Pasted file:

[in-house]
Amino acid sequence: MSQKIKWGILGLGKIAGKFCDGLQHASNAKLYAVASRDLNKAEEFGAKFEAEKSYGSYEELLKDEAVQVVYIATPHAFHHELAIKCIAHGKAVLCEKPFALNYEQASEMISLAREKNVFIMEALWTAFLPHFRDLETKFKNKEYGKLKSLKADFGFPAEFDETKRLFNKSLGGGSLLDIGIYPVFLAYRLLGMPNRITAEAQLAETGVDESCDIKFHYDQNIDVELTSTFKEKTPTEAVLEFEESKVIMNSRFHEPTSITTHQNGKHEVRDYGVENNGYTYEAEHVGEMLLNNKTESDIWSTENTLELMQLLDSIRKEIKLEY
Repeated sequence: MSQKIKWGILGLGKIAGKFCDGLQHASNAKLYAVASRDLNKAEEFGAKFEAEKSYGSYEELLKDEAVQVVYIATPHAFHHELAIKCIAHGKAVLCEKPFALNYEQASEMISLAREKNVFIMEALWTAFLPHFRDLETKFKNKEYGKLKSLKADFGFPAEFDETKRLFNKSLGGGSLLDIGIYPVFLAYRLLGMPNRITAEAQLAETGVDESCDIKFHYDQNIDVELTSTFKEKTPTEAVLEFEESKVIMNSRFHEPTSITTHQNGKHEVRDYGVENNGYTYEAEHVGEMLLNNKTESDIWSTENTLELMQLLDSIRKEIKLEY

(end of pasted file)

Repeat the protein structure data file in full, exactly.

[in-house]
Amino acid sequence: MSQKIKWGILGLGKIAGKFCDGLQHASNAKLYAVASRDLNKAEEFGAKFEAEKSYGSYEELLKDEAVQVVYIATPHAFHHELAIKCIAHGKAVLCEKPFALNYEQASEMISLAREKNVFIMEALWTAFLPHFRDLETKFKNKEYGKLKSLKADFGFPAEFDETKRLFNKSLGGGSLLDIGIYPVFLAYRLLGMPNRITAEAQLAETGVDESCDIKFHYDQNIDVELTSTFKEKTPTEAVLEFEESKVIMNSRFHEPTSITTHQNGKHEVRDYGVENNGYTYEAEHVGEMLLNNKTESDIWSTENTLELMQLLDSIRKEIKLEY
Repeated sequence: MSQKIKWGILGLGKIAGKFCDGLQHASNAKLYAVASRDLNKAEEFGAKFEAEKSYGSYEELLKDEAVQVVYIATPHAFHHELAIKCIAHGKAVLCEKPFALNYEQASEMISLAREKNVFIMEALWTAFLPHFRDLETKFKNKEYGKLKSLKADFGFPAEFDETKRLFNKSLGGGSLLDIGIYPVFLAYRLLGMPNRITAEAQLAETGVDESCDIKFHYDQNIDVELTSTFKEKTPTEAVLEFEESKVIMNSRFHEPTSITTHQNGKHEVRDYGVENNGYTYEAEHVGEMLLNNKTESDIWSTENTLELMQLLDSIRKEIKLEY